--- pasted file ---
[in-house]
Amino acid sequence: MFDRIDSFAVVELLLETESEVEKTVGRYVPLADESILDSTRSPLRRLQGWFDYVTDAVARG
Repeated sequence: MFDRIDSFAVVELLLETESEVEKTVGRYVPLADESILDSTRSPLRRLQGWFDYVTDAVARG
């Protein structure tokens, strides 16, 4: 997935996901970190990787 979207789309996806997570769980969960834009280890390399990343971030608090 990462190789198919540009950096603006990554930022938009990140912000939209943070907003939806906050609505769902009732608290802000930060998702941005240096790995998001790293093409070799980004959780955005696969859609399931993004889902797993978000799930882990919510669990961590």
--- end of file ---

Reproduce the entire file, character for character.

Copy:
[in-house]
Amino acid sequence: MFDRIDSFAVVELLLETESEVEKTVGRYVPLADESILDSTRSPLRRLQGWFDYVTDAVARG
Repeated sequence: MFDRIDSFAVVELLLETESEVEKTVGRYVPLADESILDSTRSPLRRLQGWFDYVTDAVARG
């Protein structure tokens, strides 16, 4: 997935996901970190990787 979207789309996806997570769980969960834009280890390399990343971030608090 990462190789198919540009950096603006990554930022938009990140912000939209943070907003939806906050609505769902009732608290802000930060998702941005240096790995998001790293093409070799980004959780955005696969859609399931993004889902797993978000799930882990919510669990961590």